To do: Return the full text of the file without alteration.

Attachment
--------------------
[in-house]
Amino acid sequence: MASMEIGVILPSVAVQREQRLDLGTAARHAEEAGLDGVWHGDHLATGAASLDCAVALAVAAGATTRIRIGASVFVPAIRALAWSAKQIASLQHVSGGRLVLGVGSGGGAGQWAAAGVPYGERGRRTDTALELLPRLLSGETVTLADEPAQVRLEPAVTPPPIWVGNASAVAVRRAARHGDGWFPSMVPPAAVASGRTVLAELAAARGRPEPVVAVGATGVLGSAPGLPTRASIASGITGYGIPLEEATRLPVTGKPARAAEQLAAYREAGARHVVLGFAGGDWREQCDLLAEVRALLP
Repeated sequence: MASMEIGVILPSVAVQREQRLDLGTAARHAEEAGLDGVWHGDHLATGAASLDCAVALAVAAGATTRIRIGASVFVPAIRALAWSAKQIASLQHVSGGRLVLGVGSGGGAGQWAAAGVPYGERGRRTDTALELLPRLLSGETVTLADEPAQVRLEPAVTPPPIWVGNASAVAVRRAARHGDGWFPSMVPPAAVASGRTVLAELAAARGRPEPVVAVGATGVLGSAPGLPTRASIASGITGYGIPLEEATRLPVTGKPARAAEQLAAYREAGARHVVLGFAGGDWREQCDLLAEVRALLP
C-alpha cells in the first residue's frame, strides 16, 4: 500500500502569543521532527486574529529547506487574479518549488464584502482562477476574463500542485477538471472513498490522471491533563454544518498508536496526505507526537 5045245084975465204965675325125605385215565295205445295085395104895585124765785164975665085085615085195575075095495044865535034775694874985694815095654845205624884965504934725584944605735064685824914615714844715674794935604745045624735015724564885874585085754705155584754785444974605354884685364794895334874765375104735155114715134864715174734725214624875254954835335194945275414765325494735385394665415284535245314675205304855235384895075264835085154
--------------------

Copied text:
[in-house]
Amino acid sequence: MASMEIGVILPSVAVQREQRLDLGTAARHAEEAGLDGVWHGDHLATGAASLDCAVALAVAAGATTRIRIGASVFVPAIRALAWSAKQIASLQHVSGGRLVLGVGSGGGAGQWAAAGVPYGERGRRTDTALELLPRLLSGETVTLADEPAQVRLEPAVTPPPIWVGNASAVAVRRAARHGDGWFPSMVPPAAVASGRTVLAELAAARGRPEPVVAVGATGVLGSAPGLPTRASIASGITGYGIPLEEATRLPVTGKPARAAEQLAAYREAGARHVVLGFAGGDWREQCDLLAEVRALLP
Repeated sequence: MASMEIGVILPSVAVQREQRLDLGTAARHAEEAGLDGVWHGDHLATGAASLDCAVALAVAAGATTRIRIGASVFVPAIRALAWSAKQIASLQHVSGGRLVLGVGSGGGAGQWAAAGVPYGERGRRTDTALELLPRLLSGETVTLADEPAQVRLEPAVTPPPIWVGNASAVAVRRAARHGDGWFPSMVPPAAVASGRTVLAELAAARGRPEPVVAVGATGVLGSAPGLPTRASIASGITGYGIPLEEATRLPVTGKPARAAEQLAAYREAGARHVVLGFAGGDWREQCDLLAEVRALLP
C-alpha cells in the first residue's frame, strides 16, 4: 500500500502569543521532527486574529529547506487574479518549488464584502482562477476574463500542485477538471472513498490522471491533563454544518498508536496526505507526537 5045245084975465204965675325125605385215565295205445295085395104895585124765785164975665085085615085195575075095495044865535034775694874985694815095654845205624884965504934725584944605735064685824914615714844715674794935604745045624735015724564885874585085754705155584754785444974605354884685364794895334874765375104735155114715134864715174734725214624875254954835335194945275414765325494735385394665415284535245314675205304855235384895075264835085154